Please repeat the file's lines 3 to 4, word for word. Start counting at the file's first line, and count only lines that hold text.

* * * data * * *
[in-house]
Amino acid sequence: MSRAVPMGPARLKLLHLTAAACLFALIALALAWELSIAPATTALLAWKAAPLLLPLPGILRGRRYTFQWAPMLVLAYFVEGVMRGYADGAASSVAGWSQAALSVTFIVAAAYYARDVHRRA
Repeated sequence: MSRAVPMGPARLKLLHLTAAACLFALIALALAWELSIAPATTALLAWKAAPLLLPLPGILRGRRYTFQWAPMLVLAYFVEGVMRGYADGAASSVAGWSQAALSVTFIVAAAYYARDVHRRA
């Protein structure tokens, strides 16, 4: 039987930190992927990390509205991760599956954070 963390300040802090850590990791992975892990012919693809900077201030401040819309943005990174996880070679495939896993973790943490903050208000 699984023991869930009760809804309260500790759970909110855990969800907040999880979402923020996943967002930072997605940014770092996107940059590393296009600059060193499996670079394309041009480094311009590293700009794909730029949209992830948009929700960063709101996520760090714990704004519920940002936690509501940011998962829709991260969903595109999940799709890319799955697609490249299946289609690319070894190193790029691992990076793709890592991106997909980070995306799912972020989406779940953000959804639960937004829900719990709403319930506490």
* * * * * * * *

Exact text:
Repeated sequence: MSRAVPMGPARLKLLHLTAAACLFALIALALAWELSIAPATTALLAWKAAPLLLPLPGILRGRRYTFQWAPMLVLAYFVEGVMRGYADGAASSVAGWSQAALSVTFIVAAAYYARDVHRRA
């Protein structure tokens, strides 16, 4: 039987930190992927990390509205991760599956954070 963390300040802090850590990791992975892990012919693809900077201030401040819309943005990174996880070679495939896993973790943490903050208000 699984023991869930009760809804309260500790759970909110855990969800907040999880979402923020996943967002930072997605940014770092996107940059590393296009600059060193499996670079394309041009480094311009590293700009794909730029949209992830948009929700960063709101996520760090714990704004519920940002936690509501940011998962829709991260969903595109999940799709890319799955697609490249299946289609690319070894190193790029691992990076793709890592991106997909980070995306799912972020989406779940953000959804639960937004829900719990709403319930506490």